PCI Express 2.0 Graphics Cards Tested

PCI Express 2.0 Details

PCI Express 1.1 and 2.0 slots are the same mechanically. The upper one has all the 164 pins required for a x16 PCI Express connection, while the lower connector is utilized for PCI Express x1 and has 36 pins.

While PCI was a 32 bit or 64 bit parallel bus that had to be shared by all client devices, PCI Express is a serial interface based on point-to-point links. This means that bandwidth is exclusively available for each device, and multiple connections are handled via PCI Express switching, similar to how Ethernet switching works . Despite the tremendous differences when compared to parallel PCI, PCI Express is software compatible with PCI, meaning that any operating system that supports PCI will also work with PCI Express.

PCI Express utilizes two connection pairs that operate at a 2.5 GHz base clock speed. Using an 8/10 bit encoding method — meaning that 10 bits gross are transferred to reach 8 bit net bandwidth — a single PCI Express connection reaches 250 MB/s gross bandwidth. As there are two connection pairs, you’ll get this bandwidth in both the upstream and downstream directions. PCI Express can deliver much higher bandwidth by combining multiple connections, which are referred to as lanes. Thus, x8 PCI Express offers eight times the throughput (4 GB/s) of a single lane connection, while x16 PCI Express, which has been the interface for all sorts of graphics cards, can access a total bandwidth of 8 GB/s.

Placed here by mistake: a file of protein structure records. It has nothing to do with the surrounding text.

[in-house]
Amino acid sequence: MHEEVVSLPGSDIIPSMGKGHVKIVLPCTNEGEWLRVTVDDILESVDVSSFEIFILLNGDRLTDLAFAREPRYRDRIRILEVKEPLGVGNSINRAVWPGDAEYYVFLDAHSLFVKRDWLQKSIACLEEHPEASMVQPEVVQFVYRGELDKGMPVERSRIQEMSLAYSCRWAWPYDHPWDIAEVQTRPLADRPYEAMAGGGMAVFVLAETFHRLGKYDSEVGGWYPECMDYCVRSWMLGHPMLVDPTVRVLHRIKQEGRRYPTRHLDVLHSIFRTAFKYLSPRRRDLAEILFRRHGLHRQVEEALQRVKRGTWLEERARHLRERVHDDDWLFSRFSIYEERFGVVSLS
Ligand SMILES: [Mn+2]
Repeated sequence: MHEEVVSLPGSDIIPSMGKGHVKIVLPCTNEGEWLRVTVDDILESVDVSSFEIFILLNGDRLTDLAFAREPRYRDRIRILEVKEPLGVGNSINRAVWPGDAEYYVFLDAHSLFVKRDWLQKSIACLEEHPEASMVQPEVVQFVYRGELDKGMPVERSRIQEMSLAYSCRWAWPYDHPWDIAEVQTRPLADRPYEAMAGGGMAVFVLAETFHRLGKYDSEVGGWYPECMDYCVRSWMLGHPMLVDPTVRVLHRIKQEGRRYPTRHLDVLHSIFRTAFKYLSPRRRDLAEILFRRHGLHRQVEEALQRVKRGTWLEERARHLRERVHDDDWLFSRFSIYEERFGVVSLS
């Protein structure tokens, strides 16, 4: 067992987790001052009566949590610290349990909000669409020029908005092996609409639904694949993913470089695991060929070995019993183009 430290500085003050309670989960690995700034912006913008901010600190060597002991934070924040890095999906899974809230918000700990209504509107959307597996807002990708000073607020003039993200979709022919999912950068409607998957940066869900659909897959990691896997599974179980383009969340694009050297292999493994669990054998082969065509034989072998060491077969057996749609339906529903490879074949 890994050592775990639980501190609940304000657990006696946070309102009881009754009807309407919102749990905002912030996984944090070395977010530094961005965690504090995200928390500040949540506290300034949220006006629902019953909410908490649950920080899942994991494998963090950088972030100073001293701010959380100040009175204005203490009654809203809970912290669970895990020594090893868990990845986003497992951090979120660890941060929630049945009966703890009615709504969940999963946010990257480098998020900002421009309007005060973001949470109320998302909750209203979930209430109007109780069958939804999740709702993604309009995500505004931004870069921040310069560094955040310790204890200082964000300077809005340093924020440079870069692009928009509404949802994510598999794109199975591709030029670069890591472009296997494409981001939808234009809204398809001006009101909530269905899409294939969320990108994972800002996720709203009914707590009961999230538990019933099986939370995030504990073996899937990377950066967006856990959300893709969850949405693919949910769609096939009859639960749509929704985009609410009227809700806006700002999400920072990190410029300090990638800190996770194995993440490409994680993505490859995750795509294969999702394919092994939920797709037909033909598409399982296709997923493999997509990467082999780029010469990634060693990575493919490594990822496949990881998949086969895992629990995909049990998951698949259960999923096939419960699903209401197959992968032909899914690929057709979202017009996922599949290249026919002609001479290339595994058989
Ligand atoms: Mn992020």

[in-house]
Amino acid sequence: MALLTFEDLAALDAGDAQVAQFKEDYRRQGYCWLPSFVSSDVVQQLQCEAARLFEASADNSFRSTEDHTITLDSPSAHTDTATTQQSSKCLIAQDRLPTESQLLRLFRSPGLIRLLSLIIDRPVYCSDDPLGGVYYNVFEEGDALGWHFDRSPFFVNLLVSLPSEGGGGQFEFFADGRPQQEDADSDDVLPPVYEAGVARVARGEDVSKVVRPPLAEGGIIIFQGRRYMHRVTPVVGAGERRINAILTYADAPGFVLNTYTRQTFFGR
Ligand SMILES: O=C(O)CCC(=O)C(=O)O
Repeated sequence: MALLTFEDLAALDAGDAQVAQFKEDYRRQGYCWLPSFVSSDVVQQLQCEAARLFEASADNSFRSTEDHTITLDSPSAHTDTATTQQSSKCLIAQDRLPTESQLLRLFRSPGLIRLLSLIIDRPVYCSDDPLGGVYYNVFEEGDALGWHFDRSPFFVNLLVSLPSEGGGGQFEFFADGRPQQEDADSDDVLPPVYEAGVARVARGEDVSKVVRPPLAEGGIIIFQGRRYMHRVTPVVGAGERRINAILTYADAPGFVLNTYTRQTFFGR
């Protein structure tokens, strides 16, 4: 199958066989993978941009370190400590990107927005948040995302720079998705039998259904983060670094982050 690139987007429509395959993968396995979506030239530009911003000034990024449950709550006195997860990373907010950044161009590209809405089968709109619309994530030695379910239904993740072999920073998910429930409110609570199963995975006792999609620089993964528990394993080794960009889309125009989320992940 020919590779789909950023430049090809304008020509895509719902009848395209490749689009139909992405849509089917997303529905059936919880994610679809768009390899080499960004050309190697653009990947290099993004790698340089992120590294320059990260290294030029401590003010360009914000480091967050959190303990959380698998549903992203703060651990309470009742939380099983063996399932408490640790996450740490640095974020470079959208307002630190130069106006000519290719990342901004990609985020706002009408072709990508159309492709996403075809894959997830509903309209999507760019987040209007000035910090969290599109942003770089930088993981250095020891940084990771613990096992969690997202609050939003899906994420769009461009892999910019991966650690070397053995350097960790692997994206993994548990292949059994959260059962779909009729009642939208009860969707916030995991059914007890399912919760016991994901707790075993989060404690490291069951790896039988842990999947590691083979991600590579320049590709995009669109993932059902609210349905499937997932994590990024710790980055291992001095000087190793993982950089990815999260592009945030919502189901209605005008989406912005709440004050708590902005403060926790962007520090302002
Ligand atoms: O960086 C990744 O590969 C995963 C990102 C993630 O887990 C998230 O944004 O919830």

PCI Express 2.0 doubles the transmission speed to 5.0 GHz, and hence doubles the throughput to 16 GB/s peak bandwidth of x16 PCI Express. We’ll find out in this article whether or not this is necessary for current graphics cards; but it is certainly the case that the new standard offers more flexibility to hardware manufacturers. Since four PCI Express 2.0 connections deliver the same bandwidth as eight PCI Express 1.1 links, it’s possible to create interconnects to either double the throughput, or to optimize power requirements by switching from 1.1 to 2.0 mode at half the number of lanes. In addition, PCI Express 2.0 still supports 1.1 speeds, which allows for further energy savings due to the links’ speed reduction from 5.0 to 2.5 GHz when throughput isn’t required. If properly implemented, PCI Express 2.0 automatically negotiates link width (from a few to 16 links) and link speed (2.5 or 5 GT/s). This also means that PCI Express 2.0 graphics cards are compatible with PCIe 1.1 motherboards: they will simply stay at the 2.5 GB/s link speed.

Another improvement between PCI Express 1.1 and 2.0 is the maximum power that can be provided for PCI Express graphics cards (PEG). While this used to be 75 W plus 75 W auxiliary power for PCI Express 1.1, PCIe 2.0 now supports a maximum of up to 300 W when fully implemented on a motherboard. Graphics board designers still have to work with auxiliary power connectors, though — PCI Express 2.0 compliant power supply units now require an 8-pin auxiliary power port in addition to the 6-pin connector, which has been around since the introduction of PCIe in 2004.